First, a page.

Quiet young Orfamay Quest from Kansas has hired private detective Philip Marlowe to find her brother. After two leads turn up with ice picks stuck in them, he discovers blackmail photos ... See full summary »
Legendary martial artist Bruce Lee is the subject of this thoughtful documentary by Lee aficionado John Little. Using interviews, behind-the-scenes footage and action sequences from Lee's ... See full summary »
After Chen Zhen's execution in Shanghai, the Japanese feared that his death would unite all Chinese kung fu schools against them. Fearing this, the Japanese gave orders to the head of the ... See full summary »
A successful singer is forced to retire and marry a man she despises. She takes in a pupil to teach and falls in love with him, but - of course - takes no action on her feelings... even ... See full summary »
Chen Chen returns to his former school in Shanghai when he learns that his beloved instructor has been murdered. While investigating the man's death, Chen discovers that a rival Japanese school is operating a drug smuggling ring. To avenge his master's death, Chen takes on both Chinese and Japanese assassins... and even a towering Russian. Written by
Virtually all theatrical trailers for the film (most prominently, the original Hong Kong trailer) used Richard Strauss' "Thus Spoke Zarathustra" ("Also Sprach Zarathustra") for the background music. See more »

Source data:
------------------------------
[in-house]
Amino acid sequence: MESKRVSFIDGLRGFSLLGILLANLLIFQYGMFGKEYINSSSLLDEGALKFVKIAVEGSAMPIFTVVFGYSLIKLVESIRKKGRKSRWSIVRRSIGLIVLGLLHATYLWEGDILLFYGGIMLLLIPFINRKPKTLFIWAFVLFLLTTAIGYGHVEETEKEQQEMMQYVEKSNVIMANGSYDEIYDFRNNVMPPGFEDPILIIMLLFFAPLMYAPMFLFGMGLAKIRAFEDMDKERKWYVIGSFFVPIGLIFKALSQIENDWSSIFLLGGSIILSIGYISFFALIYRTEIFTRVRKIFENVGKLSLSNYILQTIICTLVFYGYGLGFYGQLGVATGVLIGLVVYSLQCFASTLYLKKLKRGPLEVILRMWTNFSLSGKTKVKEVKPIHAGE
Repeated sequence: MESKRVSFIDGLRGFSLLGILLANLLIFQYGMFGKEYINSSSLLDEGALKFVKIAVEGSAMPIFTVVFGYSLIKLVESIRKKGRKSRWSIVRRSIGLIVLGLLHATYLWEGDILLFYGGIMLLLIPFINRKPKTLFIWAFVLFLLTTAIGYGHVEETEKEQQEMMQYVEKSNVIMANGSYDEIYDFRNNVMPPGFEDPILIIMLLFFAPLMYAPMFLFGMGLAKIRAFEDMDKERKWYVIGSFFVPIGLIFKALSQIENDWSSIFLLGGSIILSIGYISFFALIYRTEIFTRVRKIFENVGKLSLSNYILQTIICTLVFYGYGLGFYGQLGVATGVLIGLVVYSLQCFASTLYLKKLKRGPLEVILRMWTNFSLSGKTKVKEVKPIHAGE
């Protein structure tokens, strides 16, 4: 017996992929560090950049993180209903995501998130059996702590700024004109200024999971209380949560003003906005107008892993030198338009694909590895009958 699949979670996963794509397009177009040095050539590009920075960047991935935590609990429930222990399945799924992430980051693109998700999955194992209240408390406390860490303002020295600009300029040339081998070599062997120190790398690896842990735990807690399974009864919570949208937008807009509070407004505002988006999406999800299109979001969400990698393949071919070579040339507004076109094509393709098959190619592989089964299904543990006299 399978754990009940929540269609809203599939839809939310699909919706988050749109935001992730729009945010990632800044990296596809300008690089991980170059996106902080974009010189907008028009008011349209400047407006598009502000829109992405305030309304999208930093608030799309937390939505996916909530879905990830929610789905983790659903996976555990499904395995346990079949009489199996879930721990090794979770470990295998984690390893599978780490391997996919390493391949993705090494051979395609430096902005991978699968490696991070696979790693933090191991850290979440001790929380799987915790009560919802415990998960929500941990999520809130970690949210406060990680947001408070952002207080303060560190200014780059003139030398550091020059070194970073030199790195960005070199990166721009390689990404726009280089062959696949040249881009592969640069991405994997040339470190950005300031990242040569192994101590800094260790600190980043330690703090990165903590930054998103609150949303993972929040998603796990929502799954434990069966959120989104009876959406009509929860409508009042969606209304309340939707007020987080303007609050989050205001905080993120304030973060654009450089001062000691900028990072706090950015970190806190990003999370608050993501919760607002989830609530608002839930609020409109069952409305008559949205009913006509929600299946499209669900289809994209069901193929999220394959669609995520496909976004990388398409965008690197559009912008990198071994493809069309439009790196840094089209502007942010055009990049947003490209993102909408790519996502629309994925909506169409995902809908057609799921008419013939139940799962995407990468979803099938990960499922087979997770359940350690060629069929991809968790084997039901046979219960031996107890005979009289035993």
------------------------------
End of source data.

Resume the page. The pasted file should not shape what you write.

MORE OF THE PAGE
During the final fight between Chen and Yoshida, Chen manages to kick the katana out of Yoshida's hands. While the katana is falling, the blade end is pointing away from Chen. But in the next shot where Yoshida is stabbed, the blade end is facing the opposite direction, towards Chen. See more »
Tell me the truth. No more lies. If I turn myself over to you, will you leave the Ching Wu School alone? The truth!
You have my word on it. Don't worry, on my word of honor.
Now you hear this! I will accept punishment for the lives I took. You just leave this school alone!
Yes, of course! Of course!
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Undoubtedly Lee's most intense performance, Wei's powerful kung fu classic is ripe with anti-Japanese hysteria and propaganda, so much so that there's not a single pleasant Jap' in the movie (unlike the up-to-date modern re-make). That aside, essentially this is a riotous Bruce Lee vehicle, kicking out trademarks and smashing up all evil in the process. The plot (Lee's sifu poisoned by Japanese school in turn-of-the-century Shanghai) is a valid excuse to string a great line-up of fight sequences together, and what great action this is: Bruce pounds the lights out of a dojo full of evil Japs using only fists, feet and nunchakus, and the duel with Baker (Lee's real-life personal bodyguard) near the movie's end is sheer entertainment typified. Though based on factual events, the subject matter is vastly exaggerated. Nevertheless, as kung fu theatre goes, Fist of Fury is an immensely satisfying experience, and stands as probably Lee's best Hong Kong work.
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